Donation Dashboard 1.0
A Berkeley Center for New Media Project
Based on discussions with Jim Buckmaster, CEO, craigslist.org
Visual design by Gil Gershoni, Gershoni Creative Agency
Charity Information Sources:
- National Center for Charitable Statistics: Nonprofit Fundraising and Administrative Costs
- The William and Flora Hewlett Foundation: Creating an Online Information Marketplace for Giving
What is Donation Dashboard?
The Generosity of Crowds: New Website Matches Non-Profits to Donors
"It's more difficult to give money away intelligently than it is to earn it in the first place." -- Andrew Carnegie
The US has over a million registered non-profit institutions, ranging from the Red Cross to the National Rifle Association, including tens of thousands you've never heard of. You'd like to contribute, but effectively allocating your available funds among all these good causes seems like a hopeless task.
Giving is getting easier with an experimental website called "Donation Dashboard," which uses machine learning techniques to recommend a customized portfolio of good causes based on your personal ratings of sample non-profit organizations.
Here's how it works: you are presented with brief descriptions of non- profit institutions and asked to rate each in terms of how interested you are in donating to it. The system analyzes your ratings in light of others' ratings and does its best to allocate your available funds in proportion to your interests. Your customized "donation portfolio" is presented in an easy-to-understand pie chart that you can save at the site for future reference.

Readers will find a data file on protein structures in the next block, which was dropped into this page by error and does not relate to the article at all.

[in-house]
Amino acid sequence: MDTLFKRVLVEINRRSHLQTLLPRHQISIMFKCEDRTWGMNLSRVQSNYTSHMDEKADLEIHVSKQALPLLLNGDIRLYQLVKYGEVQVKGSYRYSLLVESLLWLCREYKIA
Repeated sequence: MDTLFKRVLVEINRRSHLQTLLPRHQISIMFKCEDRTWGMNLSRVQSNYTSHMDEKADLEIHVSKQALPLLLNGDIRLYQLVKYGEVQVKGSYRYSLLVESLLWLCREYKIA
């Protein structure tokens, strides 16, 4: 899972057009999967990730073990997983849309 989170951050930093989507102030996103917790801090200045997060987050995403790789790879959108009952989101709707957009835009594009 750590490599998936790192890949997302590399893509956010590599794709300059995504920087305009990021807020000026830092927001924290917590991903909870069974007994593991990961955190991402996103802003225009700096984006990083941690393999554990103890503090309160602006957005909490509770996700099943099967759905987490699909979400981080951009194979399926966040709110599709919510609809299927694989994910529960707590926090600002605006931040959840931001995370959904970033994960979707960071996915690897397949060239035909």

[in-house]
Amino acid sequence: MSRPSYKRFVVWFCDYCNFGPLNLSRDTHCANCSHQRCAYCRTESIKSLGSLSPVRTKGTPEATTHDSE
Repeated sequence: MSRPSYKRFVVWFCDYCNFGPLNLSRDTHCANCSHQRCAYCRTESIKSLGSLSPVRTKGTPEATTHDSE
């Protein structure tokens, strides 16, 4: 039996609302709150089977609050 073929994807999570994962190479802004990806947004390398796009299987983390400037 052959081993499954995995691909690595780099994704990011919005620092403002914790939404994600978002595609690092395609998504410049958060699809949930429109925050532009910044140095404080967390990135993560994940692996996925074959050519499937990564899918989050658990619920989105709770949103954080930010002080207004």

Donation Dashboard, which is being developed by the Berkeley Center for New Media, extends machine learning techniques used by commercial websites to recommend movies, music, and books. Donation Dashboard goes beyond existing charity ranking sites by statistically combining your ratings with the ratings entered by your fellow good samaritans to compute a porfolio customized to your interests.
The Donation Dashboard website is a pilot system that includes information on 70 non-profit institutions. If the system is successful, the developers hope to expand it with other features and partner with a third party that can streamline collecting and distributing funds.
"There's strength in numbers; the system should improve over time as the number of ratings increases, in this sense each person who visits the site contributes to the collective wisdom about good causes," notes UC Berkeley Professor Ken Goldberg, who is developing the system with graduate students Tavi Nathanson and Ephrat Bitton at UC Berkeley, with conceptual input from Jim Buckmaster at craigslist.
- Donation Dashboard will improve as more people use it. If you don't get the results you might expect, please bear with us: the system is learning and needs more data.
- We do not specifically endorse any non-profits.
- Privacy: This is a research project. As such, we will not share your information with the non-profits we describe, other companies, or anyone else.